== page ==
Bill was able to convince IREM National to allow our California Chapters to take advocacy positions without having to discuss and get approval from National on each issue as it comes up. This will allow us to be on-board with other trade groups and have our name on letters of position giving IREM more standing in the industry in California.

Rex Hime of CBPA conducted monthly conference calls with Jeff and Bill taking the lead as statewide contacts for all CA IREM chapters. There was more participation this year from other chapters compared to last year, which is a positive development.

IN-DISTRICT MEETINGS

In lieu of the annual Capital Conference in Washington D.C. IREM National requested in-district meetings at our local congressional representatives district offices. Our committee participated in this visiting the representative or a staffer. This included Darrel Issa, Susan Davis, Scott Peters and Juan Vargas. Duncan Hunter schedule was completely full during the allotted time period. All meetings were successful with the rep. or staffer learning about IREM and our issues.

RECAP

Our SD chapter meetings were at lunch time at the chapter office on the 3rd Thursdays of each month.

Stan will attended the winter strategic conference on behalf of the chapter in early December in Napa at chapter expense.

The 2017 Holiday lunch was again held at the Edgewater Grill at Seaport Village on Dec. 14th this year. Rex will flown in from Sacramento.

Recommendations for next year:

Continue to cooperate with IREM National to attend the regional conference for the California chapters in 2018 and attend all of the CBPA meetings as possible.

Be prepared to fight attacks against Prop. 13 and/or split roll taxes and rent control.

NO ACTION REQUESTS ARE NEEDED AT THE PRESENT TIME.

2016 ANNUAL COMMITTEE REPORT

CBPA CALIFORNIA 2016 YEAR-END WRAP UP

During the 2016 legislative session, CBPA had great successes on a number of key issues. They include implementation of major reforms to the state’s ADA law, stopping efforts to advance split roll property tax, reforming the way building codes are written, and helping shape state water efficiency standards. Below are just some of the highlights from 2016. Click here to view the 2015/2016 CBPA High Priority Measures.

LEGISLATIVE/POLITICAL EVENTS – CBPA leadership participated in several high-level events which gave them access to peers and policymakers. Starting in January CBPA hosted a Candidates Luncheon in Sacramento which was attended by several candidates seeking election in competitive seats. In April, we hosted a Legislative Meeting at which CBPA members were able to weigh in on industry positions on over 400 bills. In June, we hosted the “California Commercial Real Estate Summit,” in which real estate leaders met with Gubernatorial staff and over 1/3 of the Legislature. In November, we hosted the “Industry Awards Dinner” at which over 200 of the top real estate leaders gathered to honor high achievers in our industry. Additionally, CBPA staff from Sacramento have presented at a wide variety of industry events to thousands of members of the real estate industry to brief about issues in Sacramento.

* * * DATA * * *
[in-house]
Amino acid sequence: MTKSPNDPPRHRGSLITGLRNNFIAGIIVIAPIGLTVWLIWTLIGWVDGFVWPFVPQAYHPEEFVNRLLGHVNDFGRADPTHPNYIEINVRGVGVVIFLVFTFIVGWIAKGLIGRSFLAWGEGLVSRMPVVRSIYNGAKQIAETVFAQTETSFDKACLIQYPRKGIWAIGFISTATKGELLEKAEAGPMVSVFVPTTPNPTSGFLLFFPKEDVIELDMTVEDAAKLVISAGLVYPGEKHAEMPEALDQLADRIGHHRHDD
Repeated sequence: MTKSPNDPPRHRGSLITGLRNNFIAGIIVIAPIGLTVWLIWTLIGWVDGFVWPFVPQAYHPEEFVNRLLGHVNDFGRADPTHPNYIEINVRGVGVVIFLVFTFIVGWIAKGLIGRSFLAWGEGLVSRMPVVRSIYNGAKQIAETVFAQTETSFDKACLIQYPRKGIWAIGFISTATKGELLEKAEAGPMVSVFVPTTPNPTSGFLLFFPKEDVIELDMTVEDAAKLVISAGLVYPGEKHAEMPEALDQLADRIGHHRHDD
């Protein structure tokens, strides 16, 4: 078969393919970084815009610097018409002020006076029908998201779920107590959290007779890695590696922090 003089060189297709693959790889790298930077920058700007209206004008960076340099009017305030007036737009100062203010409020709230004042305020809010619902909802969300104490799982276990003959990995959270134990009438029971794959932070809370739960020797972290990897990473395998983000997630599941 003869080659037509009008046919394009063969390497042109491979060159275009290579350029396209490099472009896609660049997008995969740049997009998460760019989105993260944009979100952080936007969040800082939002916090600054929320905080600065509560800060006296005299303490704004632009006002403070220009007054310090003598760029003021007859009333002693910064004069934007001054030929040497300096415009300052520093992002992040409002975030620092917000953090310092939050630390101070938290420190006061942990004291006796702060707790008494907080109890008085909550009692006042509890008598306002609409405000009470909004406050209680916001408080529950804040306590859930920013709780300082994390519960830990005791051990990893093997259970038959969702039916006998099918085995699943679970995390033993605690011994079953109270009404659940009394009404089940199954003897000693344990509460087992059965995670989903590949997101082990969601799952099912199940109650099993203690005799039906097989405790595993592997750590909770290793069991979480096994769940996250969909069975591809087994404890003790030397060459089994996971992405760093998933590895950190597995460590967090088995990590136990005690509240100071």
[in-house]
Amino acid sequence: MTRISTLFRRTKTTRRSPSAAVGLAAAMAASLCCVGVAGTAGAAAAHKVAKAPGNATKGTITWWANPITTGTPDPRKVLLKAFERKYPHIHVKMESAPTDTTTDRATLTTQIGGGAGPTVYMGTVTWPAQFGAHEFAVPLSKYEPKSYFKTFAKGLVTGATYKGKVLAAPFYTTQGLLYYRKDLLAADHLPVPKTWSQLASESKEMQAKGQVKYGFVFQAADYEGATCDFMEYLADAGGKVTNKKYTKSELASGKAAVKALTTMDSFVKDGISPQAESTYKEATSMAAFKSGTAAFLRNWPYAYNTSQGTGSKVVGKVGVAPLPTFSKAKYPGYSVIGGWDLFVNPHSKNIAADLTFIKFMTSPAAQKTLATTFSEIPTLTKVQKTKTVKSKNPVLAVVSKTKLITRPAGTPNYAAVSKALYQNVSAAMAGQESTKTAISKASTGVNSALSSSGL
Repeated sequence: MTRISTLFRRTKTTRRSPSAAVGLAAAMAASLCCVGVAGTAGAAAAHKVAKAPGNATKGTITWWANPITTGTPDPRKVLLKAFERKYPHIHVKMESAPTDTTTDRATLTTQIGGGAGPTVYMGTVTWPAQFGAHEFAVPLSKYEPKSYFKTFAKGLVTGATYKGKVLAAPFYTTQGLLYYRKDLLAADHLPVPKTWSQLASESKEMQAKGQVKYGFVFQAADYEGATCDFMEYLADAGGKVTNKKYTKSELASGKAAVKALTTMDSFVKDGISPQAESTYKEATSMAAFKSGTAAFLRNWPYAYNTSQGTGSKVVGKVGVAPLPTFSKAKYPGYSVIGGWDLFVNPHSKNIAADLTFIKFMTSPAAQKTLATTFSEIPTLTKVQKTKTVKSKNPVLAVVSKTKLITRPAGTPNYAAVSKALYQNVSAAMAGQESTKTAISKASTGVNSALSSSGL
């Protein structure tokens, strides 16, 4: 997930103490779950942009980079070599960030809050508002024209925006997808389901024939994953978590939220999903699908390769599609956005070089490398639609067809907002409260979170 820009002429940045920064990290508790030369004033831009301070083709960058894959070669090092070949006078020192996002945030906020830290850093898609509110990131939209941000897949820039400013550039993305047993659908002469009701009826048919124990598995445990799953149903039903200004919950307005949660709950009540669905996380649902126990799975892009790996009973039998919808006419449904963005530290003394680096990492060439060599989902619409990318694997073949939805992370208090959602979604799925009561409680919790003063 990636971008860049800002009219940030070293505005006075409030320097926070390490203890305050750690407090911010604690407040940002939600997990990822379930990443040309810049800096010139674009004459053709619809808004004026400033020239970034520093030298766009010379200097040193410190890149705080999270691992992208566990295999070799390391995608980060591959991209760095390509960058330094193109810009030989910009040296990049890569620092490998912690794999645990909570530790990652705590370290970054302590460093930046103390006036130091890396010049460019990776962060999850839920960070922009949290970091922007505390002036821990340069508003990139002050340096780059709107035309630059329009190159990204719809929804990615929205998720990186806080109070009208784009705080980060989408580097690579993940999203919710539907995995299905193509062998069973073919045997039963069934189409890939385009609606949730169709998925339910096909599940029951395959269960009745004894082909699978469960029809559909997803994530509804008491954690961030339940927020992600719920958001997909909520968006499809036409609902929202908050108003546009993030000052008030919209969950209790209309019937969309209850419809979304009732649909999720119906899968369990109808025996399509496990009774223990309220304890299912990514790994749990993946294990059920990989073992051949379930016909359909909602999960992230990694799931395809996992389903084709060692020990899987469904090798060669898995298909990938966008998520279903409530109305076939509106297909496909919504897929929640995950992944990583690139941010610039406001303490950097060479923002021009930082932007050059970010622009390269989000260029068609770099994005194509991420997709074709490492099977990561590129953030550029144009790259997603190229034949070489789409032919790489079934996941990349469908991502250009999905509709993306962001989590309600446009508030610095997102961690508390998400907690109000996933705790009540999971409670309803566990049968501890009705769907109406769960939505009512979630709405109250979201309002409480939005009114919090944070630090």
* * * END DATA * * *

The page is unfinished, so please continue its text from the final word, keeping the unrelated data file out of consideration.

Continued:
LEGISLATION – On behalf of the commercial, industrial, and retail real estate industry, CBPA engaged on 446 pieces of legislation in the CA State Capitol. A full listing of bills, positions, and outcomes have been provided under separate cover.

REGULATIONS – On behalf of the commercial real estate industry, CBPA engaged regulatory agencies ranging from the Department of Water Resources, California Energy Commission, Public Utilities Commission, Air Resources Board, Building Standards Commission, State Architect and Department of Finance on a range of policies, such as energy efficiency, greenhouse gas regulation, land-use and recycling. This year a lot of time was spent on Energy Issues.

SPLIT ROLL BILL DEFEATED – SCA 5 (Hancock; D-Berkeley)/(Mitchell; D-Los Angeles) sought to remove the protections of Proposition 13 by targeting commercial property owners to increase property taxes by triggering a “current fair market valuation” instead of the current acquired value.

SPLIT ROLL TAX BALLOT MEASURE – CBPA is an Executive Committee member of the political effort to push back against the myriad of groups attempting to put a split roll measure on the ballot. After more than two years of rebutting arguments with editorial boards, at school board meetings, and a statewide education campaign, and defeat of SCA 5, leaders of the “Make It Fair” campaign have officially abandoned efforts to push a ballot measure in 2016. This action will save industry members from a multi-million dollar budget battle on the 2016 ballot.